Did You Read the “New Midlife Crisis” Essay?
Today in “why Gen-X is financially doomed,” we go to Ada Calhoun’s essay “The New Midlife Crisis: Why (and How) It’s Hitting Gen-X Women.”
Calhoun’s essay includes this memorable (and shareable) phrase:
Is it any wonder that women our age possess a bone-deep, almost hallucinatory panic about money?
I’m not even a Gen-Xer and I feel it. It’s not quite a panic for me, since I’m not the panicking type, but maybe a bone-deep worry. Or… the thought that’s always there, even when I’m thinking other thoughts.
Although Calhoun notes that some aspects of this particular midlife crisis can be attributed to cultural changes and all of the additional opportunities/responsibilities Gen-X women have taken on, a lot of it comes right down to money:
The cost of a home has increased by more than 80 percent from 1970 to 2000, the last year for which data is available. (Between 2000 and 2005 and since 2013, home prices have outpaced salary growth.) In the late ’70s annual tuition for a four-year college was less than $11,000 in today’s dollars, now it’s three times that. Which helps explain why 40-somethings haven’t saved nearly enough for retirement. More than half of unmarried Gen Xers have less than $50,000 saved. When a woman takes time off to care for a sick relative—and it is usually the woman who takes time off—the potential cost in terms of lost wages and Social Security benefits averages $324,000 over her lifetime.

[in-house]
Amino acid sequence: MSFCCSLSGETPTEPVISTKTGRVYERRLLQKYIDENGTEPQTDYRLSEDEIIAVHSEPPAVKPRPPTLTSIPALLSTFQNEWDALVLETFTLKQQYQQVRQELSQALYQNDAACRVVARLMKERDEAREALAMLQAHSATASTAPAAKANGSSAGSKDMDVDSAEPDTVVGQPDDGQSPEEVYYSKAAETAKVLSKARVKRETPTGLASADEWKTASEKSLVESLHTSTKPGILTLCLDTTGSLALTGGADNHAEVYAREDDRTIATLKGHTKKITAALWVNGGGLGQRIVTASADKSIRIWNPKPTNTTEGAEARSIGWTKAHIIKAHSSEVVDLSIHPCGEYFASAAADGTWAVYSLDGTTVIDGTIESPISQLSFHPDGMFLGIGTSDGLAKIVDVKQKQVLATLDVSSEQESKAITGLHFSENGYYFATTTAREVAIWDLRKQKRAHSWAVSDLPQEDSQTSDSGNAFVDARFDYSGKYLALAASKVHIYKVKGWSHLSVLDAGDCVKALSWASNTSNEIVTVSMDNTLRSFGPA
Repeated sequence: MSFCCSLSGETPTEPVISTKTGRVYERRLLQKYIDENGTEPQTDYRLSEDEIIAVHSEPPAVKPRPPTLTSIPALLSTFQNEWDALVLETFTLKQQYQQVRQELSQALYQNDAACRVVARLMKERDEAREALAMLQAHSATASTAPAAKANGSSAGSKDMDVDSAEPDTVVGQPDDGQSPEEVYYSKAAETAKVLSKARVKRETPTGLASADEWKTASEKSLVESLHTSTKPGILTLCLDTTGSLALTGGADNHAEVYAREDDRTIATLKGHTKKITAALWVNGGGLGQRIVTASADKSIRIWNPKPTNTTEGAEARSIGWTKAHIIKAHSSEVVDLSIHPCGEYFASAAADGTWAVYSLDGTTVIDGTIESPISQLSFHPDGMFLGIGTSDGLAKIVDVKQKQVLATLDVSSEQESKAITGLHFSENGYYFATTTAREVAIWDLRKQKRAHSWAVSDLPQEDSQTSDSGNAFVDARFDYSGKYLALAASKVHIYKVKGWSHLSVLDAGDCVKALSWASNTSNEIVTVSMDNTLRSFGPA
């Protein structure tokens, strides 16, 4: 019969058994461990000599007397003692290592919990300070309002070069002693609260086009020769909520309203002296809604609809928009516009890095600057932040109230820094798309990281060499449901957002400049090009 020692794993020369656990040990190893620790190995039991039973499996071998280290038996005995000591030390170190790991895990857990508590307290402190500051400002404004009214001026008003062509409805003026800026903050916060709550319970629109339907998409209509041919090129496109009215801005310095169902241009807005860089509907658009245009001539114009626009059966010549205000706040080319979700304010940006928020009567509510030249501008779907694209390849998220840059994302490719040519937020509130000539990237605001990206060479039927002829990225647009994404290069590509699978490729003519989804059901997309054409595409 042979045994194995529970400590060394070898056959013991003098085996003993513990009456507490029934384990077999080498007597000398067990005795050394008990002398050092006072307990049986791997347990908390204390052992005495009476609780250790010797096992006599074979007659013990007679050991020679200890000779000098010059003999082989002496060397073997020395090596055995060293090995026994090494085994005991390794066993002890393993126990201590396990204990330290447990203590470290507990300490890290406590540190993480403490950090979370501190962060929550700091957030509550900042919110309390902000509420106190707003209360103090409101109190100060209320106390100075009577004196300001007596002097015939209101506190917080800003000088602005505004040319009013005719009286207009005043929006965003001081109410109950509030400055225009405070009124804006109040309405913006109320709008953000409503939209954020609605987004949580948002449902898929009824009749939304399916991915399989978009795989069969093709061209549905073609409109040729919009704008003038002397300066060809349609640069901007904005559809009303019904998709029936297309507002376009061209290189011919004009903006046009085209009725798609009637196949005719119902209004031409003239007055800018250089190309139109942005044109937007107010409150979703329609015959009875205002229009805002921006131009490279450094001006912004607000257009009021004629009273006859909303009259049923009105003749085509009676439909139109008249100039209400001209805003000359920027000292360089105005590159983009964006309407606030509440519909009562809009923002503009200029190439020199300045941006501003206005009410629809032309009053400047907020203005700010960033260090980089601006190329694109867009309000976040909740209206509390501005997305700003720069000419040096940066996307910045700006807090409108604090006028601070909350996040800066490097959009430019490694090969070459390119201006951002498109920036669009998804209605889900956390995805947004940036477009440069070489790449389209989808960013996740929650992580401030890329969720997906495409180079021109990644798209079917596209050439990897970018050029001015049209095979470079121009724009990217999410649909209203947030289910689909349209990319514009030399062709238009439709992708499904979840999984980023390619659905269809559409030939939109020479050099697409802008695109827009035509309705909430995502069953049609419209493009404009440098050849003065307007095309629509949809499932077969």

Read the whole thing, and let us know if any of it resonates with you. Even if you aren’t Gen-X, and even if you aren’t a woman. I feel as if this bone-deep anxiety applies to so many of us, these days.